Madame du Hausset
Marie Antoinette in the Temple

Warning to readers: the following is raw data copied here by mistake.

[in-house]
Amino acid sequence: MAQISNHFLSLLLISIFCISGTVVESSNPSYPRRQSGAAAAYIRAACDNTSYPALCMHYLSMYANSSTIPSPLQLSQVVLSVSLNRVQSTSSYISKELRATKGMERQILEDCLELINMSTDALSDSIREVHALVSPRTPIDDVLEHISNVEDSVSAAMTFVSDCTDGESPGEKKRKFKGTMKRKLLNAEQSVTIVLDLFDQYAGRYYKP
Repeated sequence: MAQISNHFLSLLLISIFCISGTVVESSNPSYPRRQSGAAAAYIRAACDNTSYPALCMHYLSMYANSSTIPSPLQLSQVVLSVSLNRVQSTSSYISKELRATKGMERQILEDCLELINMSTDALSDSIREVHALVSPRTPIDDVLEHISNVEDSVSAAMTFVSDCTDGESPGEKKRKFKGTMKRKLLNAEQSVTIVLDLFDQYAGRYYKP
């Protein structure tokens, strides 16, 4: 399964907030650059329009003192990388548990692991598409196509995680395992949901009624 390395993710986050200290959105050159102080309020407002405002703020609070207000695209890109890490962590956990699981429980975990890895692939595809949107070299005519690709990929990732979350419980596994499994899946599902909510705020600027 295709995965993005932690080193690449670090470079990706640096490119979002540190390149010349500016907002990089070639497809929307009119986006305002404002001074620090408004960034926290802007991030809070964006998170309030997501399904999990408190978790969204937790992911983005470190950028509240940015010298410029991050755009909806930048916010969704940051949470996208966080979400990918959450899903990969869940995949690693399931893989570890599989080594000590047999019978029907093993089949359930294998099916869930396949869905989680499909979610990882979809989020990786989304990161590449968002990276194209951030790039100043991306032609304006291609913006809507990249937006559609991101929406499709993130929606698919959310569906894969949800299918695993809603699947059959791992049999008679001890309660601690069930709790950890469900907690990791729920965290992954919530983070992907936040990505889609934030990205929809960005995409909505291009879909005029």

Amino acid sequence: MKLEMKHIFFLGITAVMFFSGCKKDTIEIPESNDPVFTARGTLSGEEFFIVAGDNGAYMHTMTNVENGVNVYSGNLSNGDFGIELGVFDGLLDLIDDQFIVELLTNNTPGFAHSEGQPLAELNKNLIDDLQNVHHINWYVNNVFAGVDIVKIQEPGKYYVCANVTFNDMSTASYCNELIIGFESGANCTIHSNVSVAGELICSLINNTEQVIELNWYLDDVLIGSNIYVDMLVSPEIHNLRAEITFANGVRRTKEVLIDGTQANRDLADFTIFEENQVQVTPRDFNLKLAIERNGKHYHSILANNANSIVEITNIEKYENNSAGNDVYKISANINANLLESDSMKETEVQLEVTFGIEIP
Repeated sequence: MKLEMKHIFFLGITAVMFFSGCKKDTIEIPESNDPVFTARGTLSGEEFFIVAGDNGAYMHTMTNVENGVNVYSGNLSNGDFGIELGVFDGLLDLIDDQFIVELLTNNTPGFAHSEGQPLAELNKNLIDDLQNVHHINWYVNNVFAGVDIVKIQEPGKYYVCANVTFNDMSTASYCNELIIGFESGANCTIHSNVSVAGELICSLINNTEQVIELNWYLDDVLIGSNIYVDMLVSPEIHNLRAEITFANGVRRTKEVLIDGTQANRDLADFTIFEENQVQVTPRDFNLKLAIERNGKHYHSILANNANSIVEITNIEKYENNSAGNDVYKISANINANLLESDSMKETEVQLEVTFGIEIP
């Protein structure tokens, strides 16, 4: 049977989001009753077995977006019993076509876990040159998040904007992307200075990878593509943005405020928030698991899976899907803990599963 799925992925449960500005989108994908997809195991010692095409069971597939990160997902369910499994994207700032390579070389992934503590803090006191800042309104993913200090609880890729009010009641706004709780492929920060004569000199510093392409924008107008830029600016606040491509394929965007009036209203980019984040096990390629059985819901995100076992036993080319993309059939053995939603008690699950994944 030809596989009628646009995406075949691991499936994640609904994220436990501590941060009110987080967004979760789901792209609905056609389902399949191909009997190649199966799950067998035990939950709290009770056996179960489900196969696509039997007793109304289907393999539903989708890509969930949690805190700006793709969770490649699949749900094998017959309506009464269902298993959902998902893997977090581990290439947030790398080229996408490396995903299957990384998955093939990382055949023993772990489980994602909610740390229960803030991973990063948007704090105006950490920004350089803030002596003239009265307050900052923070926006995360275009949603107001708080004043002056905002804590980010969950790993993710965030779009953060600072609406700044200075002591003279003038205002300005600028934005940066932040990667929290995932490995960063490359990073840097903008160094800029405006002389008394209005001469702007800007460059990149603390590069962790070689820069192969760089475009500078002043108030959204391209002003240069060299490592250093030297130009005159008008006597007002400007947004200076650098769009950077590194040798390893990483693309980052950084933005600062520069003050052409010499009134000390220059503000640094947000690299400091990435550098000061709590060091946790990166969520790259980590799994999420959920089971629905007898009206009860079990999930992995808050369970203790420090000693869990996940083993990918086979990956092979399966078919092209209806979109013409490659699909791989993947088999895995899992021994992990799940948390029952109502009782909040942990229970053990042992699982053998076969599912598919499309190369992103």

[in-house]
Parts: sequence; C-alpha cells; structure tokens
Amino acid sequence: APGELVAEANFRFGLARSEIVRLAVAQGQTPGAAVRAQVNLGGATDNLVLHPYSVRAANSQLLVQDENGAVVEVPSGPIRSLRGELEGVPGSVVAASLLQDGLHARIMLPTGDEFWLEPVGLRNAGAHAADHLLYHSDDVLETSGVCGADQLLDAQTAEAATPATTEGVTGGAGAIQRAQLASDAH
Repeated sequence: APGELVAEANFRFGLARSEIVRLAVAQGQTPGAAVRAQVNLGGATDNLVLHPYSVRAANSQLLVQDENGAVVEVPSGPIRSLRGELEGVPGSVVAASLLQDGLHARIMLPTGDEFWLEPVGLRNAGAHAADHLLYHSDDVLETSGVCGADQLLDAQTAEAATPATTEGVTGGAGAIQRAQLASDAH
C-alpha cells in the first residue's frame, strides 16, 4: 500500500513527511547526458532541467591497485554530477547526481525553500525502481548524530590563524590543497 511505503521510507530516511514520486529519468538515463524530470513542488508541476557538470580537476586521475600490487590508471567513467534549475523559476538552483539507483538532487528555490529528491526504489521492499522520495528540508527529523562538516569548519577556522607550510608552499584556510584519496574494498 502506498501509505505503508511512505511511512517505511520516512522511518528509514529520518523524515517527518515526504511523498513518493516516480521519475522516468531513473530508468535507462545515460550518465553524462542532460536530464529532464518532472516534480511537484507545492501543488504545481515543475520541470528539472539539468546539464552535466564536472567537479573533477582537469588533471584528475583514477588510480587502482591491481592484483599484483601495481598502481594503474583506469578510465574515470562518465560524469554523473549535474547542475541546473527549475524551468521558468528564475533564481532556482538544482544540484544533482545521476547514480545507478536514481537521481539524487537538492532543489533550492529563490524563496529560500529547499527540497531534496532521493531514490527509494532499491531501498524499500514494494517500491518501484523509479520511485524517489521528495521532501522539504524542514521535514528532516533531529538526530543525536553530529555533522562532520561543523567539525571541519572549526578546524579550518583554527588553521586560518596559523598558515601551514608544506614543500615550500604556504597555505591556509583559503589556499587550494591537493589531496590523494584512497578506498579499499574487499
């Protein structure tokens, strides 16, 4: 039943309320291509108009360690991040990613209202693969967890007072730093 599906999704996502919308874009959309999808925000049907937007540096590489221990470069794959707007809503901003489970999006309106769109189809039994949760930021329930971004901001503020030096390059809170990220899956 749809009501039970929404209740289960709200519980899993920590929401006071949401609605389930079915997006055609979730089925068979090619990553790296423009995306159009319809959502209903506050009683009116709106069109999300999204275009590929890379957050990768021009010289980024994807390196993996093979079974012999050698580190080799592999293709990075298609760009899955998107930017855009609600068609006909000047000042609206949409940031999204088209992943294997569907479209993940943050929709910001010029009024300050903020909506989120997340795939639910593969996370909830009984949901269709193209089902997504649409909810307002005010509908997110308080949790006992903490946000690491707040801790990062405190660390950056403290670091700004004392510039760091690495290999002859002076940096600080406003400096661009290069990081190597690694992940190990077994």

A liar ought to have a good memory Air of science calculated to deceive the vulgar And scarcely a woman; for your answers are very short Bad habit of talking very indiscreetly before others Beaumarchais sent arms to the Americans Because he is fat, he is thought dull and heavy Can make a Duchess a beggar, but cannot make a beggar a Duchess Canvassing for a majority to set up D'Orleans Clergy enjoyed one-third the national revenues Clouds--you may see what you please in them Danger of confiding the administration to noblemen Dared to say to me, so he writes Dead always in fault, and cannot be put out of sight too soon Declaring the Duke of Orleans the constitutional King Do not repulse him in his fond moments Educate his children as quietists in matters of religion Embonpoint of the French Princesses Fatal error of conscious rectitude Feel themselves injured by the favour shown to others Few individuals except Princesses do with parade and publicity Foolishly occupying themselves with petty matters Frailty in the ambitious, through which the artful can act French people do not do things by halves Fresh proof of the intrigues of the Jesuits He who quits the field loses it Honesty is to be trusted before genius How difficult it is to do good I dared not touch that string Infinite astonishment at his sharing the common destiny It is an ill wind that blows no one any good Judge of men by the company they keep Laughed at qualities she could not comprehend Les culottes--what do you call them?' 'Small clothes' Listeners never hear any good of themselves Madame made the Treaty of Sienna Many an aching heart rides in a carriage Mind well stored against human casualties Money the universal lever, and you are in want of it More dangerous to attack the habits of men than their religion My little English protegee No phrase becomes a proverb until after a century's experience Offering you the spectacle of my miseries Only retire to make room for another race Over-caution may produce evils almost equal to carelessness Panegyric of the great Edmund Burke upon Marie Antoinette Pension is granted on condition that his poems are never printed People in independence are only the puppets of demagogues Pleasure of making a great noise at little expense Policy, in sovereigns, is paramount to every other Quiet work of ruin by whispers and detraction Regardlessness of appearances Revolution not as the Americans, founded on grievances Ridicule, than which no weapon is more false or deadly Salique Laws Sending astronomers to Mexico and Peru, to measure the earth Sentiment is more prompt, and inspires me with fear She always says the right thing in the right place She drives quick and will certainly be overturned on the road Suppression of all superfluous religious institutions Sworn that she had thought of nothing but you all her life Thank Heaven, I am out of harness The King remained as if paralysed and stupefied These expounders--or confounders--of codes To be accused was to incur instant death To despise money, is to despise happiness, liberty... Traducing virtues the slanderers never possessed Underrated what she could not imitate We look upon you as a cat, or a dog, and go on talking We say "inexpressibles" When the only security of a King rests upon his troops Where the knout is the logician Who confound logic with their wishes Wish art to eclipse nature You tell me bad news: having packed up, I had rather go
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